(1936-2017) UK editor and author, married to Michael Moorcock 1962-1978, who during the earlier part of her career wrote about 15 sf and fantasy stories, including "The Fall of Frenchy Steiner" (July/August 1964 New Worlds), a Hitler Wins tale whose Jonbar Point is the German decision – based on Steiner's prescience – not to invade Russia in 1941, and "Everything Blowing Up: An Adventure of Una Persson, Heroine of Time and Space" (in Interfaces, anth 1980, ed Ursula K Le Guin and Virginia Kidd); plus one story, "In Reason's Ear" (June 1965 Science Fantasy) as by Pippin Graham; she was also the uncredited co-author with Moorcock of The Black Corridor (1969), and may or may not have been its primary author. After Moorcock's New Worlds died as a magazine but was reincarnated as the occasional anthology series New Worlds Quarterly, she joined Charles Platt as co-editor of New Worlds 7 (anth 1974; vt New Worlds #6 1975), continuing as solo editor until the series stopped with New Worlds 10 (anth 1976).
Most of Bailey's subsequent work as a novelist was mainstream fiction with occasional sf elements, as in All the Days of my Life (1984), her almost successful bid for the bestseller market, which is essentially an updated Moll Flanders (by Daniel Defoe ) that begins in 1941 and ends in 1996. Another example is A Stranger to Herself (1989), which is set in what was then the very Near Future of 1991. Frankenstein's Bride (1995) rewrites Mary Shelley's Frankenstein; Or, the Modern Prometheus (1818) by having the eponymous Baron (this time around) keep his word and manufacture a bride for his Monster: the title is misleading (see Frankenstein Monster). The Autobiography of the Queen (2007) with Emma Tennant (Bailey uncredited) provides a moderately scabrous re-vision of her long reign prior to her abdication and her happy life in St Lucia. Fifty-First State (2008) is a Near Future political thriller whose protagonist narrates from a 2017 viewpoint the military takeover of Britain by America with the connivance of the Conservative Party. Several of Bailey's other novels – including Hannie Richards; Or The Intrepid Adventures of a Restless Wife (1985), Cassandra: Princess of Troy (1993), The Strange Adventures of Charlotte Holmes: Sister of the More Famous Sherlock (1994), Miles and Flora: A Sequel to Henry James' The Turn of the Screw (1997) and Hitler's Girls (2013 ebook) with Emma Tennant, about a revanchist search for Hitler's missing daughter – contain fantastic elements (see also Sequels by Other Hands). The last named, in common with her work in general, combines bleak Satire and a sharp humorousness.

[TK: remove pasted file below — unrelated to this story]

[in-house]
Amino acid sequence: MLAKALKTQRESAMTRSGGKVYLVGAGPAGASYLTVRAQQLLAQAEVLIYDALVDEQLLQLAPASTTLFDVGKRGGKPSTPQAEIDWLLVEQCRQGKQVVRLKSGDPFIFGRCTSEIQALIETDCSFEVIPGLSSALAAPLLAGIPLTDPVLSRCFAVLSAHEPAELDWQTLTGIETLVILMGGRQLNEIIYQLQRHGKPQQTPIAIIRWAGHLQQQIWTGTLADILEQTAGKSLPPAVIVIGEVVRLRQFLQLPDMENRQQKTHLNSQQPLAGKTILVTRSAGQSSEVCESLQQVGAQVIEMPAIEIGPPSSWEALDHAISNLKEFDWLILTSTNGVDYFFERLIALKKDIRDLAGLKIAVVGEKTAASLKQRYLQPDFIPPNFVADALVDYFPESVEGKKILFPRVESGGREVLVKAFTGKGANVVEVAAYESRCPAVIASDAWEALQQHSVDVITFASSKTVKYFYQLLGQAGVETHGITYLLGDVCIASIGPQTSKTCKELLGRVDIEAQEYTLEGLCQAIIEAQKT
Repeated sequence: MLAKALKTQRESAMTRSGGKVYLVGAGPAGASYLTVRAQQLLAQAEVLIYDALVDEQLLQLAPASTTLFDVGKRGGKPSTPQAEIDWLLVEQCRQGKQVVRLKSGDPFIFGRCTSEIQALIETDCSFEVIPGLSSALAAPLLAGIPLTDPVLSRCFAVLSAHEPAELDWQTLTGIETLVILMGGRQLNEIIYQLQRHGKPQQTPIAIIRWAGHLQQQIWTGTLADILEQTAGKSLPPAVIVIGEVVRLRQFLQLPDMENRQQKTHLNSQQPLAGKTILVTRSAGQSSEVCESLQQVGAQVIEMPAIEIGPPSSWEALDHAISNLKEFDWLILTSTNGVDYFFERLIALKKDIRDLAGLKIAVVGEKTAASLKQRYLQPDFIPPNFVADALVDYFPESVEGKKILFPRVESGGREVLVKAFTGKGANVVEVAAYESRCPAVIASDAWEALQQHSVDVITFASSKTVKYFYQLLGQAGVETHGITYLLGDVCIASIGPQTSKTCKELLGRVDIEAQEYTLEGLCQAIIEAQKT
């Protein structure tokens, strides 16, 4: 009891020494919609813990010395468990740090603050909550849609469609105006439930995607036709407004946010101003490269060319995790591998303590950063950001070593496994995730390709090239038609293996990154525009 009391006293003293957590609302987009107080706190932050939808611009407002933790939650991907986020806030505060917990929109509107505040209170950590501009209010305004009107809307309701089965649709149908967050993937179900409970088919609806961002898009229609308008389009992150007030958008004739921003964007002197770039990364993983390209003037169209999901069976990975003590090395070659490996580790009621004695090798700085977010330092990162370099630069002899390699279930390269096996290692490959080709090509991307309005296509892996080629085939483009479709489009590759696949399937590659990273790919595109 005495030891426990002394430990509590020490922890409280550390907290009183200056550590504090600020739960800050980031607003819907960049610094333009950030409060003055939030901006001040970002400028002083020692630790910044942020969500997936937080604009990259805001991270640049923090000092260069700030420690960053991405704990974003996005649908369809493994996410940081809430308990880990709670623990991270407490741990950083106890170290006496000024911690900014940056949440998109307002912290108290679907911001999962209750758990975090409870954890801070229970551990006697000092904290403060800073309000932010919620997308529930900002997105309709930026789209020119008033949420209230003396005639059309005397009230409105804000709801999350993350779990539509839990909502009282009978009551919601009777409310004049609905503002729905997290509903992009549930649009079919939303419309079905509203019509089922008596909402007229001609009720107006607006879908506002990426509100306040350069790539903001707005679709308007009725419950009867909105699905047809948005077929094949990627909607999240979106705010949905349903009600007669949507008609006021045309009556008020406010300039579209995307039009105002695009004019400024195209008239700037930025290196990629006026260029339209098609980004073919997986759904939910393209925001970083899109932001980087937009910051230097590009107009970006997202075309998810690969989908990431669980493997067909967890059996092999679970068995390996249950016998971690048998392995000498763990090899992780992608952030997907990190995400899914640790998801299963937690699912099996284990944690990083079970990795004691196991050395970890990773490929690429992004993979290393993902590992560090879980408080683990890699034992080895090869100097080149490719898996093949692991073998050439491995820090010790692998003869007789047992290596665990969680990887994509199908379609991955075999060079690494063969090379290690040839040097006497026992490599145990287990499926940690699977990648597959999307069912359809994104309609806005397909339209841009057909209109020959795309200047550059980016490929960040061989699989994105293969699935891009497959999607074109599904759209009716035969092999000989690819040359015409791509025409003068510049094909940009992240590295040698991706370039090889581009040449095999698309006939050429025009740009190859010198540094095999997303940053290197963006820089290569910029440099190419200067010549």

The essays assembled in Did We Meet On Grub Street?: A Publishing Miscellany (anth 2014) edited with Emma Tennant provide useful background information on conditions for writers in the late twentieth century. [JC/PN]
see also: Suspended Animation.
Hilary Denham Bailey
born Bromley, Kent [ie London]: 19 September 1936
died London: 11 January 2017
- The Black Corridor (London: Mayflower, 1969) with and as by Michael Moorcock [pb/Diane and Leo Dillon]
- All the Days of my Life (London: Heinemann, 1984) [hb/Andrew Whittuck]
- Hannie Richards; Or The Intrepid Adventures of a Restless Wife (London: Virago, 1985) [hb/Sue Hillwood Harris]
- A Stranger to Herself (London: Macmillan, 1989) [hb/Mike Italiander]
- Cassandra: Princess of Troy (London: Jonathan Cape, 1993) [hb/from Jan Brueghel]
- The Strange Adventures of Charlotte Holmes: Sister of the More Famous Sherlock (London: Constable, 1994) [hb/Robin Jaques]
- Frankenstein's Bride (London: Simon and Schuster, 1995) [hb/Tim Dry]
- Miles and Flora: A Sequel to Henry James' The Turn of the Screw (London: Simon and Schuster, 1997) [hb/Tim Dry]
- The Autobiography of the Queen (London: Arcadia Books/Bliss Books, 2007) with Emma Tennant [Bailey is uncredited: hb/]
- Fifty-First State (London: Severn House, 2008) [hb/]
- Hitler's Girls (New York: OR Books, 2013) with Emma Tennant [ebook: na/]
works as editor
New Worlds: New Worlds Quarterly
works as editor: nonfiction
Previous versions of this entry